With her doe-eyed features and soft-spoken demeanor, you’d mistake Sonya Kraan for a shy young thing. But don’t be fooled. Behind that graceful poise is a strongwilled woman – one who is making a name for herself in the fashion industry as a name to watch.
Kraan graduated from RMIT University in 2008 with a Bachelor of Design (Fashion) Honours First Class. Following this, she presented her collection as part of L’Oreal Melbourne Fashion Festival Student showcase ‘Metamorphosis’ in 2009.
During that year Kraan was involved in national design competitions including the Chambord Shine Awards where she was commended by her peers as an innovative and avant-garde designer.
Kraan’s work is unique in that she focuses on creating beautifully crafted womenswear with hidden functionality and transformability.
Garments change to meet the needs of the wearer, from removable sleeves or layers for acclimatization, or an entire reconfiguration. Kraan’s belief in creating sustainable clothing is driven by her desire to inject more ‘options’ into a garment and creating something less static, resulting in a piece we can wear and re-wear over and over again.
In March 2013, Kraan launched her transeasonal collection “The Recovery” for Gusto & Élan, so Couturing took the opportunity to have a quick Q & A with both the designer and Katya of Gusto & Élan to talk about all things fashion and Kraan’s plans for the future.
Thara: How did the partnership between Sonya Kraan and Gusto & Élan begin?
Sonya: I was approached by Gusto and Élan last year and immediately knew they would be a great fit for my garments. The boutique is so beautiful!
Katya: We discovered Sonya Kraan in The Spirit of the Black Dress show in 2012. We loved her elegant, sophisticated designs, and thought it will be a great fit at Gusto & Élan. We are always on the look out to discover rising design stars, and the Sonya Kraan label definitely has the X factor.
Thara: What do you love most about The Recovery?
Sonya: This collection was inspired by the journey to Recovery from chronic Migraines. Volume and layers are restrained in areas by belts, symbolising the balance of control and the freedom of letting go. I also found it really interesting to explore the dilation and constriction of vessels that takes place during a migraine. I did however want to go in a more positive direction than my last collection by examining the lightness and freedom of the Recovery process.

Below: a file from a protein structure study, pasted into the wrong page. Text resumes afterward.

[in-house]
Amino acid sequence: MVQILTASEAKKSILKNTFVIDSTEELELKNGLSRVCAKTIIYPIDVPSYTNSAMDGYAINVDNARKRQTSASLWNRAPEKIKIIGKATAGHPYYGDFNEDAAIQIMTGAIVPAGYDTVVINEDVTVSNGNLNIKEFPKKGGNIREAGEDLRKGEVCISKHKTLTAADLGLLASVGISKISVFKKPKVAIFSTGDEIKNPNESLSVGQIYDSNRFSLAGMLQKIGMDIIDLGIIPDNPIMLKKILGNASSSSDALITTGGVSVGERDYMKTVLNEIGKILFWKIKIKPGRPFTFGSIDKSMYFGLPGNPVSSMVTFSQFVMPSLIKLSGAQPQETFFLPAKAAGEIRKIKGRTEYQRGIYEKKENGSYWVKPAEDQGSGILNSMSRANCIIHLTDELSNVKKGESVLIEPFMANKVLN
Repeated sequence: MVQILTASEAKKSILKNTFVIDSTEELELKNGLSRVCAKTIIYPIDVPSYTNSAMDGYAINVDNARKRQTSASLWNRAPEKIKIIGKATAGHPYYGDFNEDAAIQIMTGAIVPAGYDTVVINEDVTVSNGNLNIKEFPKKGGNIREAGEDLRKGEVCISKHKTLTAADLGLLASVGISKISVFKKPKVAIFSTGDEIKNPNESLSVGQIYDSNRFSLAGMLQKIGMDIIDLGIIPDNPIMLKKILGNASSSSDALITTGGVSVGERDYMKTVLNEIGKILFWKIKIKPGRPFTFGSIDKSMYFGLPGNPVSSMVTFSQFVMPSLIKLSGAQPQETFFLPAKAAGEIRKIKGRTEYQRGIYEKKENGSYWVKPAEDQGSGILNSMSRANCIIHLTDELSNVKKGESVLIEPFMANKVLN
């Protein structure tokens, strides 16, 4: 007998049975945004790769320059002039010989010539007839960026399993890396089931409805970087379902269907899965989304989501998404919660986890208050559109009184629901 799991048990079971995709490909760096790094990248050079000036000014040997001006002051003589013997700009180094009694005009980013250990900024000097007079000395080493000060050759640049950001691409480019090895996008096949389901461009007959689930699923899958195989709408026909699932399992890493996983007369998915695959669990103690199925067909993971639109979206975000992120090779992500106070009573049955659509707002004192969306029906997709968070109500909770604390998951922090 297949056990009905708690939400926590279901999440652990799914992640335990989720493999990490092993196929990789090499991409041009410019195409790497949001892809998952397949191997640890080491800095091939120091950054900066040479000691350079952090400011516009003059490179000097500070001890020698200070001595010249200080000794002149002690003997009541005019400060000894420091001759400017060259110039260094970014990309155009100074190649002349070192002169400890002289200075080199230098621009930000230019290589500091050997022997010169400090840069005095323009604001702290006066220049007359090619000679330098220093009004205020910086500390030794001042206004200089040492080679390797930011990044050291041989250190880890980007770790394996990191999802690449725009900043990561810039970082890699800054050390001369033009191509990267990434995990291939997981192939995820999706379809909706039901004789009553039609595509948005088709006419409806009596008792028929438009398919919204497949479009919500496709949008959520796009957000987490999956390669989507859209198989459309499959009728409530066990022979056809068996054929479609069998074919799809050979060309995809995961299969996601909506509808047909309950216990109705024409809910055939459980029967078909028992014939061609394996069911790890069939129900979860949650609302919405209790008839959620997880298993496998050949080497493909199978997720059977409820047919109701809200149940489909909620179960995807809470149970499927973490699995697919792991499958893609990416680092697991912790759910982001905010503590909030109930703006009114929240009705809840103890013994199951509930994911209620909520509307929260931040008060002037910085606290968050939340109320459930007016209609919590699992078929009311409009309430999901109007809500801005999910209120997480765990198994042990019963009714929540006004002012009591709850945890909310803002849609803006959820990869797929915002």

Katya: The clean lines and thoughtful detail is very much Sonya Kraan’s design signature and The Recovery collection stays true to these concepts. It compliments Gusto & Élan edgy yet feminine collection of women’s wear.
Thara: What did you want to achieve from the launch of The Recovery?
Sonya: I wanted people to be able see and touch my garments. Information is lost in photos and I get so excited about the fabrics I use. In this collection I have shirts made from a gorgeous silk/ cotton blend, silk dresses and of course wool tailoring. It was also really nice to meet and chat with my customers. They have given me a few new ideas.
Katya: We love hosting designer events at Gusto & Élan, it gives our customers opportunity to be the first to discover new collections, and meet the designers, as well as give the opportunity for the label’s fans to come together. The launch did just that.
Thara: Describe the ‘Sonya Kraan’ woman – what type of woman emulates the label’s look?
Sonya: I design for a woman who has high expectations of a fashion product. She seeks a garment that is innovative and original yet not overdone. She is sophisticated with an edge and isn’t a slave to trends.
Katya: The ‘Sonya Kraan’ woman appreciates fine design, craftsman ship and attention to detail. She is professional, elegant and sophisticated.
Thara: Sonya, you have achieved so much at such a young age compared to other successful names in your field – what do you hope to achieve in the future?
Sonya: Oh thank you! I just really hope to be able to create beautiful things. That’s really why I’m doing this. I think the best decision I made was to not feel too restrained by trends, the economy or even the seasons. The industry can be quite regimented and I want to remember that I’m not only designing clothing I’m also designing the way I run my business. This is something I want to further explore and be open to creatively. I’d also like to learn how to knit.
Article image courtesy of Sonya Kraan